The concept you’re outlined is most certainly admirable. When there is a manner in which one may safely have account names and passwords accompany the browser within the secure zone, perfection will have been achieved. As it is now, it’s only nearly perfect!
What about this in conjunction with a password manager like lastpass?
Also if you use the same pc often, you can set the boot order to use usb then hdd. Then whenever you, um, stick in the stick, it boots there.
I’ve done this a lot with a bootable ubuntu stick.
Hmm, not banking over wifi, working as intended?
Comments that attack others or are generally rude and profane will be deleted. I’m reminding readers because I had to take the rare step of deleting several from this post.
This is a great concept for the consumer end. It’s also not new, as another comment pointed out. He (commenter), like Krebs, has been aware of booting to a live disk to do browsing without leaving local traces and to keep the booted system from being corrupted. These guys have just made it more turn-key for the less-tinkery crowd. Good job.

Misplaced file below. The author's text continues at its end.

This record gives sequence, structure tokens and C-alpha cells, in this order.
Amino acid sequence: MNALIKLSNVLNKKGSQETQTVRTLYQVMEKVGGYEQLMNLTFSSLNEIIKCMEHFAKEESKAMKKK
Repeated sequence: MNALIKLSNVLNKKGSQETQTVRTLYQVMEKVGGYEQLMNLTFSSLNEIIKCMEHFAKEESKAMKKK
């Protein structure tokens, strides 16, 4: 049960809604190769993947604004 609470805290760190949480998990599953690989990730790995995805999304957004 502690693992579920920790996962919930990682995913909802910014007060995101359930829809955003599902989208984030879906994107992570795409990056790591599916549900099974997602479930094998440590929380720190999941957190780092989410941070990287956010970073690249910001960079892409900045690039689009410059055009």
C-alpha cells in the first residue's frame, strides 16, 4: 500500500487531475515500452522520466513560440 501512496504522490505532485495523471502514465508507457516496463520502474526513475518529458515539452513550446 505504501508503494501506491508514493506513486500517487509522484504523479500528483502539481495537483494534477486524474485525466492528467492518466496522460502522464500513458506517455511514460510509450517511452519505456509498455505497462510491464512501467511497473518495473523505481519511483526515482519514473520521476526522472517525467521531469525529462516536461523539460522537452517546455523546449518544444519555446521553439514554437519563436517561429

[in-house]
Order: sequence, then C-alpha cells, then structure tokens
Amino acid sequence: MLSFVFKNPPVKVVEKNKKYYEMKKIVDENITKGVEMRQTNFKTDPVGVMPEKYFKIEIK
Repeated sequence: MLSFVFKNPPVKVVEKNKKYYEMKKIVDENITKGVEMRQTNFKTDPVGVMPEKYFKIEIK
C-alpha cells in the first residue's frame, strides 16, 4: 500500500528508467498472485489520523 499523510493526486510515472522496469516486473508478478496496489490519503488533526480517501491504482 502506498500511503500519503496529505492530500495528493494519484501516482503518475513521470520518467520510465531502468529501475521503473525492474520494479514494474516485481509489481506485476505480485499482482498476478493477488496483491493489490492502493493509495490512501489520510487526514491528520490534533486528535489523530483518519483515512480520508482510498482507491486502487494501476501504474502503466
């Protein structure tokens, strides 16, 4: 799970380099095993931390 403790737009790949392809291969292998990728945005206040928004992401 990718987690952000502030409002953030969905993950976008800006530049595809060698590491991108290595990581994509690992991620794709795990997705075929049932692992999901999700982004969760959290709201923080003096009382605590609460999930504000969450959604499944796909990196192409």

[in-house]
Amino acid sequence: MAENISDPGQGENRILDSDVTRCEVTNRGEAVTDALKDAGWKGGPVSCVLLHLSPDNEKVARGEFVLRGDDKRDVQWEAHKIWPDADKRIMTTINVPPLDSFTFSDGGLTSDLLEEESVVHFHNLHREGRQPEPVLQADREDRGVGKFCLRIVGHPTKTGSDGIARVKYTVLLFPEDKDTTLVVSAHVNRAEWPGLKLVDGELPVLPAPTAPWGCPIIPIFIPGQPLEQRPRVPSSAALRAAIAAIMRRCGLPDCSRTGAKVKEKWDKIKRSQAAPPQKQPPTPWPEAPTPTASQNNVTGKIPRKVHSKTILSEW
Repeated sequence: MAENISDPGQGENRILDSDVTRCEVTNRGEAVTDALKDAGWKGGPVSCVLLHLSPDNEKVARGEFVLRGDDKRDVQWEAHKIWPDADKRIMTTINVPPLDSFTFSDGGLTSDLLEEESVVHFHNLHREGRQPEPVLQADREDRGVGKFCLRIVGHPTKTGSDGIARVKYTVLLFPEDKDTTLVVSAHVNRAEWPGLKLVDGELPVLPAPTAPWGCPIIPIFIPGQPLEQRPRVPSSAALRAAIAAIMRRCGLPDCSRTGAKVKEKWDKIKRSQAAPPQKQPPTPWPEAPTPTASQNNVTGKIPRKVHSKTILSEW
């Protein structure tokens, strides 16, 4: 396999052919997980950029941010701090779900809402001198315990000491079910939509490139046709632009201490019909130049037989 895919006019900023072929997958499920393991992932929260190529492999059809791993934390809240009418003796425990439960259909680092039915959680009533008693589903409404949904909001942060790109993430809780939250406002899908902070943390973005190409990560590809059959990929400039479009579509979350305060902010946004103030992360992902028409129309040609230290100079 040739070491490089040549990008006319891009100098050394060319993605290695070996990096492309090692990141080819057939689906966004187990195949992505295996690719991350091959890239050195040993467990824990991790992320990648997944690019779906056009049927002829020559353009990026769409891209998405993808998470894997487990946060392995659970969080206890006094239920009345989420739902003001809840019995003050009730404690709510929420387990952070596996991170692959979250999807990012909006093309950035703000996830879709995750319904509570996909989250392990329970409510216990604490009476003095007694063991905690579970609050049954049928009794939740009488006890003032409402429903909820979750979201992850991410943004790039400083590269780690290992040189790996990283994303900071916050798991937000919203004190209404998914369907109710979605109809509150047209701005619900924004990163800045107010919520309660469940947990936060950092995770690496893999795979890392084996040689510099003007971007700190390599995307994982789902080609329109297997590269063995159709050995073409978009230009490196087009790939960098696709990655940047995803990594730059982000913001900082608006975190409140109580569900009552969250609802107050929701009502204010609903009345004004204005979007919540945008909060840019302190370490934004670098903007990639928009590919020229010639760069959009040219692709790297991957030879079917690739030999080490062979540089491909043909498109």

My curiosity is how this protects us from when banks and corporations get hacked. If my transaction information gets sniffed/stolen elsewhere, then this solution does not protect my account from unauthorized usage. Still, if I had malware on my own machine, this would prevent attackers from getting my banking log-in information from me. Every drop counts, I guess, even in an ocean.
I’ve been toying with VMWare recently.
I remember back when people would ask about your new hardware, “Yeah, but can it play Crysis?” I didn’t know what Crysis was at the time–not a heavy gamer. Nowadays, after Win7 came out and the first 2 generations of iCore processors, I started asking people, “Yeah, but can it play Myst?”